Overall, this set is a nice decorative piece that’s a pleasure to look through, sounds good enough, and provides listeners plenty of exercise from flipping/changing records every song. While the Magical Mystery Tour-era singles greatly underwhelm, without referencing the 1977 World Records box, The Singles Collection sounds about as good as you’d expect it to; not quite audiophile but mostly nowhere near bad. It’s a bit overpriced (I don’t think it should cost more than $180) but if you’re a Beatles fan and collector, don’t be deterred from buying simply because it’s not the absolute best sounding Beatles singles box.

Music Direct Buy It Now

COMMENTS
Rayman's picture

It couldn't be that bad. So went out and bought. thanks for the review Malachi!

GAAudioLVR's picture

I was/am on the fence about this one. When I initially saw it announced, I thought it would be a sure buy for me but suddenly the not-so-great reviews started popping up. I'm thinking it might be a buy for collectability reasons. Thanks for the followup.

RVG Edition's picture

Having heard neither the original British singles nor the World Records box that Michael has been referring to, it's hard for me to put these reviews into context. For those songs included in both the new singles box and the vinyl Beatles in Mono box, can someone please do a compare and contrast? (Mikey - I know that you promised in your "Jury of My Peers" post that it would be your last word on the matter, but I know that you have heard both).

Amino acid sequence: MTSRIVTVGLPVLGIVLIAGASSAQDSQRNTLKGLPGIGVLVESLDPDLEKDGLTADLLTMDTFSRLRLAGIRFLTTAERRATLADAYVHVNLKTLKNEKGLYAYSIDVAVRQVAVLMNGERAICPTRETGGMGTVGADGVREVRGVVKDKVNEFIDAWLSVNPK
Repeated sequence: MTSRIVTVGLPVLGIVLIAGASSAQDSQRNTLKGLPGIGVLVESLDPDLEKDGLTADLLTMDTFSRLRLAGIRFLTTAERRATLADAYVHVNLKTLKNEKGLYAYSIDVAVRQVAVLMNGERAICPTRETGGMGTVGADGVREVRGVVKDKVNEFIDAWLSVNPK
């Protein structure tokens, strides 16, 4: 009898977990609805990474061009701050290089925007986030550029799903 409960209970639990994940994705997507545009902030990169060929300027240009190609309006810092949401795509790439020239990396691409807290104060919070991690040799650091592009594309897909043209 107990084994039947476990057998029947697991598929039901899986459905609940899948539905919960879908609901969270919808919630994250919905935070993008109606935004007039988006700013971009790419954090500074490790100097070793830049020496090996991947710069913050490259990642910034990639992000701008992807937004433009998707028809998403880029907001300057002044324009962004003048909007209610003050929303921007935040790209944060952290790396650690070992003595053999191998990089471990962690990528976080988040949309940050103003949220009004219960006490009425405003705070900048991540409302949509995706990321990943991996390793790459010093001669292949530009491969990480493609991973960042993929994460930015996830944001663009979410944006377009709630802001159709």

MalachiLui's picture

Mono Masters sounds far better than any of the singles. again, the singles box is more for fun collectability than it is audiophile sound quality. same with the rest of the 2014 mono albums vs the new singles.

RVG Edition's picture

Given all of the trouble that they apparently went through, it's a pity that it hasn't turned out to be both great fun and a good sonic reproduction of what's on the tapes they used. It makes me wonder whether the tape masters for the singles also suffer in comparison with the album masters.

thomoz's picture

The mono lp box with the Mono Masters singles comp sounds absolutely stunning, including the MMT mono lp within that box.

So if you have unlimited money (well, $1100-1300 on the resale market today) and want to hear the best vinyl pressings of that material issued in the last decade the mono LP box is absolutely the BEST way to go.

As far as I can see the only reason to buy this singles box is the funky sleeves, which are nice but not $230 nice.

Rayman's picture

Were my first intro to music all those years ago. My originals were destroyed by my parents console so this is a must have. They have to be better than my Capitol originals.

Tom L's picture

going for $300 on Discogs.
A couple of days ago it was $160.
The release of the new box is helping to sell the old one!

Michael Fremer's picture
Being an egomaniac did my review help cause this?
Lemon Curry's picture

I had a chance for one on ebay but I jumped off the bidding when it hit $175. I'll come back next year for it :-)